Object Place: Boston, Massachusetts, United States
3.6 x 36.3 x 21.3 cm (1 7/16 x 14 5/16 x 8 3/8 in.)
Medium or Technique
Not On View
Probably form-pressed on wood, this raised shallow dish with two soldered, keyhole, pierce-cut handles has a soldered foot and rim.
Frans Gyllenberg probably served an apprenticeship in his native Sweden before moving to Boston and joining Handicraft Shop in 1906.1 The following year Gyllenberg became a craftsman member of the Society of Arts and Crafts, Boston, and was promoted to master status in 1910.2 Gyllenberg is listed in society records as having a bench in the Boston Handicraft shops at 42 Stanhope Street (1908 – 1913) and at 516 Atlantic Avenue (1914 – 1927). In 1929 Gyllenberg was elected a medalist craftsman, the society’s highest honor.
Letters in the society’s archives reveal that Gyllenberg was often recommended to clients who wanted to commission matching silver pieces for an existing set. Correspondence further relates that, although Gyllenberg’s prices tended to be higher than those of other silversmiths, he was the best craftsman for this work and always prompt in filling orders. Gyllenberg participated in the annual exhibitions organized by the society in Boston and Chicago, entering brass candlesticks and small silver wares such as bells, salt spoons, and salt cellars of his own designs as well as metalwork he executed that was designed by fellow Handicraft member Mary Knight (see cat. nos. 267–269)
The society occasionally featured Gyllenberg’s work in advertisements in magazines such as Arts and Decoration and International Studio. In fact, this sandwich tray is identical to one illustrated in an article on contemporary American silversmiths from the society. Although the maker is unidentified, the work is probably by Gyllenberg and perhaps also his assistant Alfred Swanson, with whom he formed a partnership at the shop about 1926.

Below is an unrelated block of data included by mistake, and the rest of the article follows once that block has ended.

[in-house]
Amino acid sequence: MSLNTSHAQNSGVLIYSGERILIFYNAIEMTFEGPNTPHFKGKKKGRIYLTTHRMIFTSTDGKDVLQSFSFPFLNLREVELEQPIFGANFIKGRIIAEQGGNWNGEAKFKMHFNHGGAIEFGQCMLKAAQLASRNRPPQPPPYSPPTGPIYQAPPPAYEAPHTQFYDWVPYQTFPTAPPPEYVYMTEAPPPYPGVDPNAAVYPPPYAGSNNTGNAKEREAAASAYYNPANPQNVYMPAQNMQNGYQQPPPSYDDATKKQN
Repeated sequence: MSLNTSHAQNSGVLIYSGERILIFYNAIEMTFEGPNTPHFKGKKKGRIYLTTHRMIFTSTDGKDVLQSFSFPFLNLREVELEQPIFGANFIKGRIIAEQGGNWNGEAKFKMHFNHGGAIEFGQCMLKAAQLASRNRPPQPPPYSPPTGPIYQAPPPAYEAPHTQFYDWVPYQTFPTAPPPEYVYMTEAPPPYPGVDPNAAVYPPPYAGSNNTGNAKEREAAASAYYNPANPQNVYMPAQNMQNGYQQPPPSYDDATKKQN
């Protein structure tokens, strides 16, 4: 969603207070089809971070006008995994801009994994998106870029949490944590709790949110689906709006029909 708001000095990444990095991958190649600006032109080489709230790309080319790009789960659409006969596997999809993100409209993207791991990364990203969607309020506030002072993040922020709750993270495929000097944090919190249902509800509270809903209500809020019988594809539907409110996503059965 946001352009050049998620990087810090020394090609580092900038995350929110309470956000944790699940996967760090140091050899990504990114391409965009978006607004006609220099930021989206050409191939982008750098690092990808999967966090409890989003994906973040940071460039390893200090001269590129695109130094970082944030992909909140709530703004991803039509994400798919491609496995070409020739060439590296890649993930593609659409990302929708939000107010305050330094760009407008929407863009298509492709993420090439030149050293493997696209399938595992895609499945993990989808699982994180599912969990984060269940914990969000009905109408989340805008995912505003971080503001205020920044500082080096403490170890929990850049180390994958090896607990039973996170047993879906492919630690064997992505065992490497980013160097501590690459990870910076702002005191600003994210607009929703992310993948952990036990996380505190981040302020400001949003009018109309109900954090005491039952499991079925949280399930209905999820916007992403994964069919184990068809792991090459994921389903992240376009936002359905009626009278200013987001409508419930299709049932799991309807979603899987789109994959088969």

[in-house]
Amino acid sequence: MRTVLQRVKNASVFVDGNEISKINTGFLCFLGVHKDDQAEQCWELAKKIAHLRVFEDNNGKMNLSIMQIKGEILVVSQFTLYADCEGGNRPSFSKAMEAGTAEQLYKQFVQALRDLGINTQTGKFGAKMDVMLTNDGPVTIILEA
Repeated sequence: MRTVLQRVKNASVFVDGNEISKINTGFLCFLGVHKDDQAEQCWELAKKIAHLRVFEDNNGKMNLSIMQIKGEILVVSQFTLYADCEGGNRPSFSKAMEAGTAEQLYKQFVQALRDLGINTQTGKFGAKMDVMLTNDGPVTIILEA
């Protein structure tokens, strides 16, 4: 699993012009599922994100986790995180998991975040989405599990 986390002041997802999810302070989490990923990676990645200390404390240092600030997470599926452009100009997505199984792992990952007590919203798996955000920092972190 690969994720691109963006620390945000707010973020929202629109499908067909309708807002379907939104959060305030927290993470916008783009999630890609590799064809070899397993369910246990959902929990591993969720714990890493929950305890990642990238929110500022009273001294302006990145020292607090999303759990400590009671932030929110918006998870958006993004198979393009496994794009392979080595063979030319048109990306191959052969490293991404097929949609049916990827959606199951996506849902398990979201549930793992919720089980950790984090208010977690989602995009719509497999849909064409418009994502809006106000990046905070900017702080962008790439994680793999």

Gyllenberg established his reputation with reproductions of colonial silver, most notably replicas of works by Paul Revere now in the collection of the Museum of Fine Arts. Some of his patrons, however, preferred work that adapted colonial forms to modern uses, such as this sandwich tray. Slightly shallower than the traditional mid-eighteenth-century porringer, the piece also has an extra handle and a foot that are lacking in colonial models. Gyllenberg and Swanson’s popular colonial-revival-style wares sold well until the Depression, when the partners moved their bench to a garage on Van Brunt Avenue in Dedham, Massachusetts, a Boston suburb. Eventually they turned to automobile repair to earn a living.
This text has been adapted from “Silver of the Americas, 1600-2000,” edited by Jeannine Falino and Gerald W.R. Ward, published in 2008 by the MFA. Complete references can be found in that publication.
“1929” engraved on one handle; “B / PC,” with two notches on top of each other below “B” and between “P C,” engraved on other handle.
“G / F J R / A.H.S. / STERLING / 5 9 2” struck incuse on bottom.
Original owner unknown. Subsequent owner unknown until purchased from Brodney Gallery of Fine Arts, Boston, Massachusetts, with funds provided by the donors.
Gift of Mrs. Irvin Taube in memory of Anne Murphy Holmes